Calling out my friends on Facebook, in a nice way

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Posted 10/10/17 (Tue)

Whines & Roses
By Cecile Wehrman

Like most of you, I have a couple hundred “friends” on Facebook. By and large, the term “friend” maybe isn’t the best way to describe the group of acquaintances among whom I regularly share thoughts, opinions, articles, personal information or photos of my latest trip.
And depending on how your security settings are configured, your own personal network can reach much farther than the people you personally know.
Maybe that’s why I feel compelled, as a journalist, to try to set the record straight when I see people sharing posts I’ve seen debunked eslewhere. One could argue this is a poor strategy for increasing my network of friends, yet I persist. I just don’t understand the desire on the part of many of my friends to share memes, posts by strangers that advance an extreme agenda, or statements that purport to be the “truth” over facts that are widely verified.
Last weekend, for instance, I engaged in a lengthy online conversation with an acquaintance who shared a post by a resident of Puerto Rico who claims CNN is lying about the amount of support getting dispersed there. I looked into the validity of the post by consulting my favorite myth-busting source, snopes.com. Snopes’ investigation concluded the post was quite possibly one made by a Russian troll.
So I posted the Snopes link. In response, the same friend posted an NPR report about containers of aid not being delivered by Puerto Rican truckers to their own people. That may be another piece of the story, but one does not disprove the other.
Another example: For probably the sixth time in a week, I saw friends sharing a photoshopped picture of a football player burning the American flag. Once again, Snopes provided the proof the  photo was taken a few  years ago, with a burning flag added. It was false.
Likewise, when my son shared photos that were supposed to have been taken inside the Las Vegas shooter’s hotel room, along with a number of other unverified, unsubstantiated claims, I cautioned him not to be too quick to buy in to conspiracy theories.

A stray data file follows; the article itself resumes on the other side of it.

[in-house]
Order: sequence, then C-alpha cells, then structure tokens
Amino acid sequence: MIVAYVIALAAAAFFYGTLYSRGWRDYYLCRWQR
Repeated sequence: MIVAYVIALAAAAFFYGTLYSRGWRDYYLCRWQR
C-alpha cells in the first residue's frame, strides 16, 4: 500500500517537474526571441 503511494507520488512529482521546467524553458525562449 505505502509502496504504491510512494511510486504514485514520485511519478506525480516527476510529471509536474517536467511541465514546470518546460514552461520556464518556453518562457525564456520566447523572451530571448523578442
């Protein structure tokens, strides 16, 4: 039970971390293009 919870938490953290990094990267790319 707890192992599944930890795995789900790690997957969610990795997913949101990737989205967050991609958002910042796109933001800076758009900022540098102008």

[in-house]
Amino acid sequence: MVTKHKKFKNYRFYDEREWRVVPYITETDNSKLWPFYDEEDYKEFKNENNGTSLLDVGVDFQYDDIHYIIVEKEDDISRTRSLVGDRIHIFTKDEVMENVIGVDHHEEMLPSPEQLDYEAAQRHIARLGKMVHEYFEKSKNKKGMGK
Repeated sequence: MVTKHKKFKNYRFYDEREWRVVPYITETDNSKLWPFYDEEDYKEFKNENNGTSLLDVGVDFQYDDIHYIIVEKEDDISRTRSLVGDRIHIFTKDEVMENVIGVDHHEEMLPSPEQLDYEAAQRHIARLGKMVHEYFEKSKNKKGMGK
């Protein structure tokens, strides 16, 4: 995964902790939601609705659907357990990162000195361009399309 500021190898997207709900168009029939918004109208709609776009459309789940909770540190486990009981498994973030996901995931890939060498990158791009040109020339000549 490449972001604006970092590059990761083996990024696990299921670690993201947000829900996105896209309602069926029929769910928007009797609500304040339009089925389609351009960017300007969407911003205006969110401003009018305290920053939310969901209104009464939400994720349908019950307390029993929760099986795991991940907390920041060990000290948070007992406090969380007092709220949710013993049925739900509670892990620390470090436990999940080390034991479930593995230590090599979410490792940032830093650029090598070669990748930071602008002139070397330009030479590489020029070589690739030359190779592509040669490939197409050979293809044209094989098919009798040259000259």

Conspiracies rarely are successful because it is impossible to win the silence of the disparate group of people necessary to fully suppress reporting of actual events. Yet, I don’t think it was even 48 hours after the mass shooting in Vegas when people were sharing all kinds of unverified “first person” accounts about other shootings in other casinos -- yet no proof anyone died or was injured at these other locations.
What is the truth? This is becoming the central question of our times.
Most Americans feel a responsibility to be somewhat informed on the day’s news. Hearing about disasters or tragedies stirs us up. We want to reach a point of understanding and when reports are in conflict, it’s uncomfortable, because it’s tough to hold conflicting truths simultaneously.
But instead of watching multiple news sources that may be in conflict, we digest a steady stream of posts from unverified Facebook sources with agendas more extreme than a liberal leaning on CNN or a conservative leaning on Fox. 
Through the loose connection of acquaintances that is our friends list, we expose ourselves to all manner of opinion, news and, too often, false information. If that information helps push us toward a resolution of our conflicting feelings, the tendency is to latch onto it. So much more so if it comes from a “friend.”
Despite the seeming innocuousness of a great deal of material on Facebook -- our social networks are also being “infected” by those who want to exploit our conflicts.
The truth is complicated. Any time you see an extreme position -- a report that varies substantially from most of what you can see for your own eyes, it should be regarded with suspicion until verified by multiple sources. Otherwise, we’re open to being played by forces that want to enflame rather than illuminate.
I’ve probably done more writing lately to debunk posts on Facebook, just within my circle of friends, than I have for the newspaper. This may not be a good way of winning friends, but I can’t bear to let false information go unchallenged.
Someone suggested to me reporting on CNN is more damaging than a single false post on Facebook, but I disagree. Most of us are spending way more time on Facebook than watching any broadcast network. And if you think our enemies don’t know that, and aren’t trying to exploit that, you’re playing into their hands.